Teenagers rebel against parental controls, right?
Well, most in human societies they do, to some extent at least. It is all a matter of degree. At the mildest end of the scale they may stay out a tad later than an imposed curfew time or chitchat, text or tweet about parents. I grew a beard. It did not last long because it was truly an eyesore, tricoloured (red, white and brown) and straggly.
At the other end of the scale things can get pretty ugly. Gang warfare, extreme violence, even murder.
A report in the Los Angeles Times of Dec 16 last year, passed on to me by my daughter, who has a teenager of her own, made me dive into my memory banks as she reminded me of its parallel to things I had witnessed in elephant society.
It was titled Michigan study: Fewer men around? Expect more youth violence. Of course I had a look at the links and was struck by the fact that the author’s name was Daniel Kruger. He was quoted by the Times as follows:
A new study that zeroed in on a single city in Michigan found that where men are scarce, youth were more likely to commit assaults.
“Male scarcity is actually a driver of conditions,"... "It’s the most powerful predictor.”
Dr. Kruger is a research assistant professor at the University of Michigan and one of the authors of the study, originally published in the Journal of Community Psychology. Other media outlets picked up the story and there are similar studies reported elsewhere.
None of these studies picked up on the great similarity they have to events in elephant society that I first learned about in South Africa in 1997. I was with my wife on a study leave from the Western College of Veterinary Medicine and by sheer chance, or maybe an alignment of the planets we were visiting a former student and friend, Bob Keffen. Bob had been determined to work as a wildlife vet in Africa even before he graduated. He had had to settle for a job as a park ranger and was employed in Pilansberg NP. He managed to wangle an invitation for me to sit in on a meeting about a major elephant problem.
The problem was all to do with teenage elephants and the lack of big bulls in the population (sounds like Dr. Kruger's study in Michigan).
In the 1970s and 80s elephant numbers had grown out of proportion to the capacity of the Kruger NP, South Africa’s largest, to feed them and the park’s vegetation was taking a hammering.
|A cull, this one in Rwanda in 1975. The young went to the Akagera NP|
It was thought that a humane way of dealing with problem in park was to cull adults, capture juveniles and transfer them to other locations.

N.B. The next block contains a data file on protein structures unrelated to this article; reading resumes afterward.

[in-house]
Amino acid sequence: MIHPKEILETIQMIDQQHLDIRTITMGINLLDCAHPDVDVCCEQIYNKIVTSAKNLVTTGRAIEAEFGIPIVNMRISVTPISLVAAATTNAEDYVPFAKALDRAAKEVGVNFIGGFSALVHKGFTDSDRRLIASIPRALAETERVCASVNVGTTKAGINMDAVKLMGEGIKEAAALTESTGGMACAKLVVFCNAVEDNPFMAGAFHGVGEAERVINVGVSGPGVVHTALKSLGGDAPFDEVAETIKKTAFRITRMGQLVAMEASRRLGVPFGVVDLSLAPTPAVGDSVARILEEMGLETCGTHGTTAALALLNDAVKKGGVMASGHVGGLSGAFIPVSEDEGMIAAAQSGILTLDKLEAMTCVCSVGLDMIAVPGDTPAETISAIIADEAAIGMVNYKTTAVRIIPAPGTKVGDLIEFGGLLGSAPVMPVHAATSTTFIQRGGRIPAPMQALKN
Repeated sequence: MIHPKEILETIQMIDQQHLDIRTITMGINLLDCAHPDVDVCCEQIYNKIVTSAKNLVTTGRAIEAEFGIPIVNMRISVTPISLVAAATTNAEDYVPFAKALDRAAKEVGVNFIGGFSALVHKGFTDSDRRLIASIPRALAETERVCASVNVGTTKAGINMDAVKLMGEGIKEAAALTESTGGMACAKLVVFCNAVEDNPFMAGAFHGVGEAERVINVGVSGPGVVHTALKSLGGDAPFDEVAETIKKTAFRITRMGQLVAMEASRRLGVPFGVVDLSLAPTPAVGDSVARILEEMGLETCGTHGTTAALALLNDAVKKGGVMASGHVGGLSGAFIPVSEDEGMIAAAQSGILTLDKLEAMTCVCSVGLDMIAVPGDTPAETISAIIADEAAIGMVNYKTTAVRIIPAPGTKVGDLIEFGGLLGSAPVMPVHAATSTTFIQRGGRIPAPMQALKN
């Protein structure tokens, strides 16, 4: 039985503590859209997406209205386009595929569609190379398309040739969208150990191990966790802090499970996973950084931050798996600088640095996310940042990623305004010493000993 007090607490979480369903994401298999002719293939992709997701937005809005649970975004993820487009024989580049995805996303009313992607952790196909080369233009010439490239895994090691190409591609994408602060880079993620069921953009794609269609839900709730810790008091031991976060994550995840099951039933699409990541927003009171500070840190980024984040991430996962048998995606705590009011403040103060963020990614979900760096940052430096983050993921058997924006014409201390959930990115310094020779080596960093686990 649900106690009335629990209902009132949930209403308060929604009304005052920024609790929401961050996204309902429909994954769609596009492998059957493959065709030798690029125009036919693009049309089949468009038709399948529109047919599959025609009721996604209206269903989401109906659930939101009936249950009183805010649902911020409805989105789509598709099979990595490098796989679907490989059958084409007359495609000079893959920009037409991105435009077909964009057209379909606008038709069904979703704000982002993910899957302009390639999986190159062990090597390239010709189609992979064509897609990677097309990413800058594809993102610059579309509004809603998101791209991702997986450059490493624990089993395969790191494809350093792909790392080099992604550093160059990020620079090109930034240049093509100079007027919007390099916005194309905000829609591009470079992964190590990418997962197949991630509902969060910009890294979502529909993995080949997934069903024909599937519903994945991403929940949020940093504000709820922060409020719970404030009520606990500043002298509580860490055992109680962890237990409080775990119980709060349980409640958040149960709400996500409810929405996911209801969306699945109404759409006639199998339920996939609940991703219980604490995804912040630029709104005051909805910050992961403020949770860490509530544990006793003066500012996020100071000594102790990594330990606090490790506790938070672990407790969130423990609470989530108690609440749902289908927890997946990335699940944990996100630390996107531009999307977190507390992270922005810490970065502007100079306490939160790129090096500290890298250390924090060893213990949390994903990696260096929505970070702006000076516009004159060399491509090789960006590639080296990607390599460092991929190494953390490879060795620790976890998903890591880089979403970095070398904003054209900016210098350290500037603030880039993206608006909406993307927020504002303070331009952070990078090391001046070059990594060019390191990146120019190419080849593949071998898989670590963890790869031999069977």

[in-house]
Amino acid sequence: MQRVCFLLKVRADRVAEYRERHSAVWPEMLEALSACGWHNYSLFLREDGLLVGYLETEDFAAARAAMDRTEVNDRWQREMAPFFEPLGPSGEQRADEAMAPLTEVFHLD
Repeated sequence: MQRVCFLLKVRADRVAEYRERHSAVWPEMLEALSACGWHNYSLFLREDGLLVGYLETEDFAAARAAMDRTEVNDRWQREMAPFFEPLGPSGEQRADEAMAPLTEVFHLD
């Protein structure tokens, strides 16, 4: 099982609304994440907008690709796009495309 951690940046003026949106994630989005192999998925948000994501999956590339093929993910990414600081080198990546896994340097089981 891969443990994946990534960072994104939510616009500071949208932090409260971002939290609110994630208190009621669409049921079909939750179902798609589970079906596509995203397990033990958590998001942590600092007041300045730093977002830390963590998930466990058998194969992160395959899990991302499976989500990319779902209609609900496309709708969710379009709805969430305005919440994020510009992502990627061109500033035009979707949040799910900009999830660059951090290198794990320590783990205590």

Pilansberg had been one such destination and several young elephants, all under the age of ten, had been shipped there. At first all seemed well and of course the new animals drew plenty of tourists. It was not only the elephants that were new. Plenty of rhino, mostly white rhino, had been taken there as well.
The elephants grew up, but of course had no parental guidance and a complete loss of social and family history.
Such history is vital to elephant society and it comes as no surprise, after the work of Joyce Poole and others like Cynthia Moss, that events in Pilansberg did not follow the normal path.
Male elephants reach sexual maturity at about age 17 but get little chance to breed until they are much older. Their most aggressive activities take place during musth, when testosterone levels go sky high and various externally visible changes rake place. Secretions from the pre-orbital gland drip down the side of their faces and a green secretion drips from the penile sheath. Before she had worked out what was happening Dr. Poole had even called it “Green Penis Syndrome.”
In a moving speech at the 22nd AnnualElephant Managers Workshop Dr. Poole said Young males coming into musth for the first time… are unsure of their new selves, apparent slaves to their raging hormones.
In “normal” elephant society mature bulls, that can detect the smell of a female in heat from up to 10 km away, will quickly suppress any musth tendencies in these teenagers. Dr. Poole saw this happen as quickly as twenty minutes after an encounter.